Collectively, the mid-size metros fare slightly less favorably compared to the large metro areas. There are 55 total mid-size metros with a population between 500,000 to 999,999. Of the total mid-size metros, approximately 78% had a work-from-home index above the national average.  Provo-Orem, Utah, scored the highest of this population size and scored second nationally. Interestingly, five of the top 10 metros are in the West (Provo-Orem, Utah; Santa Rosa, California; Boise, Idaho; Colorado Springs, Colorado; and Spokane, Washington.

Small metros have the greatest number of markets represented. There are 115 total metros with a population of 200,000 to 499,999. The split of high and low scoring metros is more even than the other market sizes with 60% scoring above the national average and 40% below. But those that score high, score very high on a national perspective. The highest scoring metro nationally is Lebanon, New Hampshire, with a population of 220,964. Six of the top 10 highest scoring metros have populations classifying them as small metros. Burlington, Vermont; Eugene, Oregon; Prescott Valley, Arizona; Hilo, Hawaii; and Charlottesville, Virgina; are the other small metros that round out the top 10 national ranked metros.

The following tables provide a summary of the top 10 highest ranking metro areas within large, mid-size and small metros based on their work-from-home index scores:

Large Metro Areas with Highest Work-From-Home Index Score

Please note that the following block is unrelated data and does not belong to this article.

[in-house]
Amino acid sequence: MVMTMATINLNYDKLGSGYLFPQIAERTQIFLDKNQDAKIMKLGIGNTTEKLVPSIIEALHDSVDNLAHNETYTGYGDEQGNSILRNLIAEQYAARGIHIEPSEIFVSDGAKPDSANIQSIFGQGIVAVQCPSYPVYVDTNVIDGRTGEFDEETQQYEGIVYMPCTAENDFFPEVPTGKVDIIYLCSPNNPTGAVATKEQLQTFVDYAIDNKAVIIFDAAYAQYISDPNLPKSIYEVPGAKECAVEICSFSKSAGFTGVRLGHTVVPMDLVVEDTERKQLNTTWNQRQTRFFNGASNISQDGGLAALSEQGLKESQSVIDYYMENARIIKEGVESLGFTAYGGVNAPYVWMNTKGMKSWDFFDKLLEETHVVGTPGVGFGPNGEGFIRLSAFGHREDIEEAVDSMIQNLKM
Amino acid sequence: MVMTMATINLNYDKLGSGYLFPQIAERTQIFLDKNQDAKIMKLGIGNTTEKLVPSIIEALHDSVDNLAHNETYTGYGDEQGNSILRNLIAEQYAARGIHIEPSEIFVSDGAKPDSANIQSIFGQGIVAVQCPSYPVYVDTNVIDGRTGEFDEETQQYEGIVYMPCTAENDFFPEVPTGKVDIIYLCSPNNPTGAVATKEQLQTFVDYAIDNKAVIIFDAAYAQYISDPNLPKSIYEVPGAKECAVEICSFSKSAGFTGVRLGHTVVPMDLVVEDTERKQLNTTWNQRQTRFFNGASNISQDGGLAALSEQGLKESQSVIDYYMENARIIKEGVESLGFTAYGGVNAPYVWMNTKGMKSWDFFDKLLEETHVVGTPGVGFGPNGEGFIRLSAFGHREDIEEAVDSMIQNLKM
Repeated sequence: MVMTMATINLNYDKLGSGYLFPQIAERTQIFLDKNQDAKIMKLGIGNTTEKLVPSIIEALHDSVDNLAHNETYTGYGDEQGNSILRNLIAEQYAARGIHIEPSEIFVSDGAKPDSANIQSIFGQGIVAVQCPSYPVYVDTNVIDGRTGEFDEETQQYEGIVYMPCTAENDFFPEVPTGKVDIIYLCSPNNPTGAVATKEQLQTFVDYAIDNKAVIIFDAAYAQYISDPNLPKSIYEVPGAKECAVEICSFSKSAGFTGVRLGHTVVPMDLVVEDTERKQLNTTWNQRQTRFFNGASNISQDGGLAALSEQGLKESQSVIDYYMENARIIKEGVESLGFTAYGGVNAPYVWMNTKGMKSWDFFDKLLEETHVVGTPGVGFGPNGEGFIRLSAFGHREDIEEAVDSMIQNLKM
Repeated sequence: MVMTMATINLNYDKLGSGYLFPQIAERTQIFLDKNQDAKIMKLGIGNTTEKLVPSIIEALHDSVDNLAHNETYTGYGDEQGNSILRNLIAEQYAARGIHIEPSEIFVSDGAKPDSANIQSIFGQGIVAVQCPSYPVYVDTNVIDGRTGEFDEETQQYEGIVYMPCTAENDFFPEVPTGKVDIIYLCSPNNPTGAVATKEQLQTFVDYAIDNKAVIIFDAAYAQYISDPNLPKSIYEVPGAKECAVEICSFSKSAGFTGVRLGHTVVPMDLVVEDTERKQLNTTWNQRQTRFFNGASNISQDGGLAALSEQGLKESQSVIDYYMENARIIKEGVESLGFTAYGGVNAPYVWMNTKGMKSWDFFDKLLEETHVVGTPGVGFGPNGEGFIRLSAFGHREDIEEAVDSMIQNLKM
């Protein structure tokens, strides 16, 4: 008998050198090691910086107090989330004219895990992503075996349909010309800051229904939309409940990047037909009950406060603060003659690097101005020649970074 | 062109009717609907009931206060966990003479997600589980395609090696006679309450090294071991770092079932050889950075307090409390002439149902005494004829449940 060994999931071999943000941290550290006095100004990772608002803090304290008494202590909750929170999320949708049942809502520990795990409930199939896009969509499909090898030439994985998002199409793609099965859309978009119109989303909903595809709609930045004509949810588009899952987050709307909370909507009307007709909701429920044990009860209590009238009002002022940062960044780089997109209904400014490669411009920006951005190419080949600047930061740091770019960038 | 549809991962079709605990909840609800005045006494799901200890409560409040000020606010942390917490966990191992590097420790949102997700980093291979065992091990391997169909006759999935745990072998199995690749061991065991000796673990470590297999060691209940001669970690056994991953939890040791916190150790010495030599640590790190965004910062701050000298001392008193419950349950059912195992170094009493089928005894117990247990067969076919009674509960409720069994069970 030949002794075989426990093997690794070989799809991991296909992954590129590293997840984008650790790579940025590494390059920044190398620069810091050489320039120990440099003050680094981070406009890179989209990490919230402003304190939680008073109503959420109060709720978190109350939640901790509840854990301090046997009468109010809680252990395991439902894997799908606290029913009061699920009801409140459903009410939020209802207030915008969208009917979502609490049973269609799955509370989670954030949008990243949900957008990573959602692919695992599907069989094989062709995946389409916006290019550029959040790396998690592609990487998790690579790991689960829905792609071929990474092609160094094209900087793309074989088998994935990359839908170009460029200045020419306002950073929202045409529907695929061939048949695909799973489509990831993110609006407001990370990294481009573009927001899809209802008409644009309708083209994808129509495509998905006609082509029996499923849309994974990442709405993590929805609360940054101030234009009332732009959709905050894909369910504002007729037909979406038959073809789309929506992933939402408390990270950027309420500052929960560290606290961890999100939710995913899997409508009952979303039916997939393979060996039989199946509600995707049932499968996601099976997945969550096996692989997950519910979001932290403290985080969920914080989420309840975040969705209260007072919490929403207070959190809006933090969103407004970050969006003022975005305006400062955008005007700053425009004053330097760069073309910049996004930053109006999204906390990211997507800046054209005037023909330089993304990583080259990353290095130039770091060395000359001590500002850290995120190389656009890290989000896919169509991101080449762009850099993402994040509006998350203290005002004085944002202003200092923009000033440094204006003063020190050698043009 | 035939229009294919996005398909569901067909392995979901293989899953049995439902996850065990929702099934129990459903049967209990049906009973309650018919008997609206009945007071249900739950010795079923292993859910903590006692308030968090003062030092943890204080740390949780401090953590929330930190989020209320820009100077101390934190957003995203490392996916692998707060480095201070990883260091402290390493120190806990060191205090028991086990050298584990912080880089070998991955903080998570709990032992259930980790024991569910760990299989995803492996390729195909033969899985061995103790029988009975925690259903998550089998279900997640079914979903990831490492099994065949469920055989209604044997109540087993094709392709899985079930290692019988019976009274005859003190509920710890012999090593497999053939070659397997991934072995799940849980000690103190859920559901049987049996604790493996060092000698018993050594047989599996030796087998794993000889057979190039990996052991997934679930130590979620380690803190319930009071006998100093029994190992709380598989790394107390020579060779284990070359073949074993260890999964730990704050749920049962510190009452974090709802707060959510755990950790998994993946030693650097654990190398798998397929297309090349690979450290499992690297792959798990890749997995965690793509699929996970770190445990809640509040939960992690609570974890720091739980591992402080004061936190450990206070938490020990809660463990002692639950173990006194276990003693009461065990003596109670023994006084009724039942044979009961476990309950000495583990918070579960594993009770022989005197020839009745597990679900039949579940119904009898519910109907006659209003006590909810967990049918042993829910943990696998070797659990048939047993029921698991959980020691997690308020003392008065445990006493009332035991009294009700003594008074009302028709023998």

Metro Area State Region National Rank Work-From-Home Index Population
Portland OR West 3 155.94 2,493,696
Phoenix AZ Southwest 9 152.03 4,760,705
Atlanta GA Southeast 10 147.65 5,914,288
Denver CO West 12 145.30 2,920,302
Raleigh-Durham NC Southeast 21 141.59 2,035,284
Nashville TN Southeast 22 140.55 1,929,949
Los Angeles CA West 24 139.29 13,463,558
Miami-Ft. Lauderdale FL Southeast 25 139.25 6,064,211
Tucson AZ Southwest 26 138.91 1,038,039
Tulsa OK Southwest 27 138.57 1,003,215

Mid-Size Metro Areas with Highest Work-From-Home Index Score

Metro Area State Region National Rank Work-From-Home Index Population
Provo-Orem UT West 2 157.14 646,268
Santa Rosa CA West 13 145.13 500,186
Portland ME Northeast 14 144.62 540,289
Columbia SC Southeast 16 142.99 843,140
Boise ID West 17 142.38 739,063
Bridgeport-Stamford CT Northeast 31 137.20 956,779
Colorado Springs CO West 34 135.54 729,879
Des Moines IA Midwest 35 135.54 701,697
Spokane WA West 39 132.56 563,634
Omaha NE Midwest 42 131.55 944,117

Small Metro Areas with Highest Work-From-Home Index Score

Metro Area State Region National Rank Work-From-Home Index Population
Lebanon NH Northeast 1 165.57 220,964
Burlington VT Northeast 4 155.87 222,850
Eugene OR West 5 155.70 375,595
Prescott Valley AZ Southwest 6 155.50 232,381
Hilo HI Outside 7 154.16 201,031
Charlottesville VA Southeast 8 153.21 219,142
Santa Barbara CA West 11 145.35 446,049
Salem OR West 15 144.41 426,087
Medford OR West 18 142.38 220,174
Anchorage AK Outside 19 142.18 402,424

Conclusions

Although it is too early to conclude if work-from-home will be a permanent solution for many companies, it is currently a major trend due to the COVID-19 pandemic. Many companies are now looking to hire employees to work-from-home to satisfy their growth needs. It is critical to understand the metro areas that not only have a talent pool to support work-from-home, but also the technical infrastructure such as internet capabilities to allow for a successful work-from-home location decision. Site Selection Group will continue to monitor the latest work-from-home trends by metro areas to help you make more informed location decisions.